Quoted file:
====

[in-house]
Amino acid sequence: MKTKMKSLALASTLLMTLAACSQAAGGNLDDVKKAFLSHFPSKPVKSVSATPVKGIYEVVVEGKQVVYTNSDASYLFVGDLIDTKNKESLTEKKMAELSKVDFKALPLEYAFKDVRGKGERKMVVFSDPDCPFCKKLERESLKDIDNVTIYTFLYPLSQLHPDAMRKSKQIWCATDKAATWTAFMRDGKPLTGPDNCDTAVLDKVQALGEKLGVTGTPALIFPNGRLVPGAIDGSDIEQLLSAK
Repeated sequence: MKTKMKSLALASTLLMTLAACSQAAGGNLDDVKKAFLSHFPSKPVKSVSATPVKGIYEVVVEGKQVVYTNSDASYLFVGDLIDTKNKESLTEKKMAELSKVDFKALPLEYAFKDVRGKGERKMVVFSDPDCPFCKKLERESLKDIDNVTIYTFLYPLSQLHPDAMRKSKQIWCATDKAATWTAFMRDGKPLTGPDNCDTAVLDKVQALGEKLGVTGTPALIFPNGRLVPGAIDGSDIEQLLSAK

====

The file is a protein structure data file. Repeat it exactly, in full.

[in-house]
Amino acid sequence: MKTKMKSLALASTLLMTLAACSQAAGGNLDDVKKAFLSHFPSKPVKSVSATPVKGIYEVVVEGKQVVYTNSDASYLFVGDLIDTKNKESLTEKKMAELSKVDFKALPLEYAFKDVRGKGERKMVVFSDPDCPFCKKLERESLKDIDNVTIYTFLYPLSQLHPDAMRKSKQIWCATDKAATWTAFMRDGKPLTGPDNCDTAVLDKVQALGEKLGVTGTPALIFPNGRLVPGAIDGSDIEQLLSAK
Repeated sequence: MKTKMKSLALASTLLMTLAACSQAAGGNLDDVKKAFLSHFPSKPVKSVSATPVKGIYEVVVEGKQVVYTNSDASYLFVGDLIDTKNKESLTEKKMAELSKVDFKALPLEYAFKDVRGKGERKMVVFSDPDCPFCKKLERESLKDIDNVTIYTFLYPLSQLHPDAMRKSKQIWCATDKAATWTAFMRDGKPLTGPDNCDTAVLDKVQALGEKLGVTGTPALIFPNGRLVPGAIDGSDIEQLLSAK